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Ying-shih Yu, Renowned Scholar of Chinese Thought, Dies at 91

Ying-shih Yu, a renowned scholar of Chinese traditional thought who used his mastery of classical texts to trace China’s evolution across thousands of years, died on Aug. 1 at his home in Princeton, N.J. He was 91.

His family confirmed the death in a statement.

Professor Yu’s encyclopedic knowledge of Chinese thought, literature and history was grounded in a traditional education in rural China.

His early life was shaped by war, revolution and repeated dislocation. In 1937, as Japanese forces invaded China, he was sent to live with relatives in the lush, isolated countryside of streams and mountains in Anhui Province, in eastern China.

There his teachers introduced him to the rigors of reading and writing classical Chinese, far removed from the Western-inspired modern curriculum that had gained hold in cities. That instruction and his immersion in village life, he said, set him apart from many of his contemporaries.

“Through living all those years in the countryside, I unconsciously gained an intimate understanding of traditional Chinese society,” Professor Yu wrote in his memoirs, published in 2018.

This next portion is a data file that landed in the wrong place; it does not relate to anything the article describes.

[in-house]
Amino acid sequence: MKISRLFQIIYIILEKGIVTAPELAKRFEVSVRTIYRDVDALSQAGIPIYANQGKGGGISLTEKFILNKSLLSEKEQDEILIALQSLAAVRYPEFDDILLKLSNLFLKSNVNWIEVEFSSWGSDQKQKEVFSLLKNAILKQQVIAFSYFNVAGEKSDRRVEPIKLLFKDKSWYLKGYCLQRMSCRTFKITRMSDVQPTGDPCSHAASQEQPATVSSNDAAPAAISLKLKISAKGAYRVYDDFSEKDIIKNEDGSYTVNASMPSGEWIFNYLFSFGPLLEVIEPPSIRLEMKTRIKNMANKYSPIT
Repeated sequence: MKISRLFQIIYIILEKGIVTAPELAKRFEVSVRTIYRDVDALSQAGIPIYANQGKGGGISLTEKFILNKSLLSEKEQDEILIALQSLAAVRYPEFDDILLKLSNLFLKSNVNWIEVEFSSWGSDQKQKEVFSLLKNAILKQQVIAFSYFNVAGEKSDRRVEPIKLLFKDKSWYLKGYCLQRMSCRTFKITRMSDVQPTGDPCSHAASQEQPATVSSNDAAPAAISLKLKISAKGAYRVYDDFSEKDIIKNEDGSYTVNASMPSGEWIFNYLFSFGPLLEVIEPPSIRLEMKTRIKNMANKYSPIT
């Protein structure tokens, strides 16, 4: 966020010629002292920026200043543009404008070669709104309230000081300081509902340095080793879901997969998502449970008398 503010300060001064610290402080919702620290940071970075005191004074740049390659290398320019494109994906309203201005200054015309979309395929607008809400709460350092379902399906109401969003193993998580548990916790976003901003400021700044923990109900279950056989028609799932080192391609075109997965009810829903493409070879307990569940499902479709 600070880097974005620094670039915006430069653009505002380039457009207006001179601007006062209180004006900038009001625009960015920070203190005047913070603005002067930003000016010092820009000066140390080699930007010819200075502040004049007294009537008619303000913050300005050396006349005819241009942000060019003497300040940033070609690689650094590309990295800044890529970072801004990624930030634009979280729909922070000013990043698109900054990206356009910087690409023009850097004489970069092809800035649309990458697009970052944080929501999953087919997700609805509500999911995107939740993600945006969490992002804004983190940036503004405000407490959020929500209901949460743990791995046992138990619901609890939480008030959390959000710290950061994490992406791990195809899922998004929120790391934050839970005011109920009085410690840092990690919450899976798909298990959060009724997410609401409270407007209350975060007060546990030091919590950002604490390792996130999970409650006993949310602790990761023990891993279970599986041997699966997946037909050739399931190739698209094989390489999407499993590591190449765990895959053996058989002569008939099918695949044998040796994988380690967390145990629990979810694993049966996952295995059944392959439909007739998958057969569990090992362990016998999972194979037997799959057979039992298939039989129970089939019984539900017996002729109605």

In a career that took him to Hong Kong and Taiwan, as well as a succession of Ivy League universities, Professor Yu often returned to the theme that China’s long traditions could be a wellspring, not an enemy, of enlightenment, individual dignity and democracy.

When he began his studies in the 1940s, “whatever appeared to be uniquely Chinese was interpreted as a deviation from the universal norm of progress of civilization,” Professor Yu said in a speech in 2006 when he received the John W. Kluge Prize for Achievement in the Study of Humanity at the Library of Congress. “If history is any guide, then there seems to be a great deal of overlapping consensus in basic values between Chinese culture and Western culture.”

Read entire article at New York Times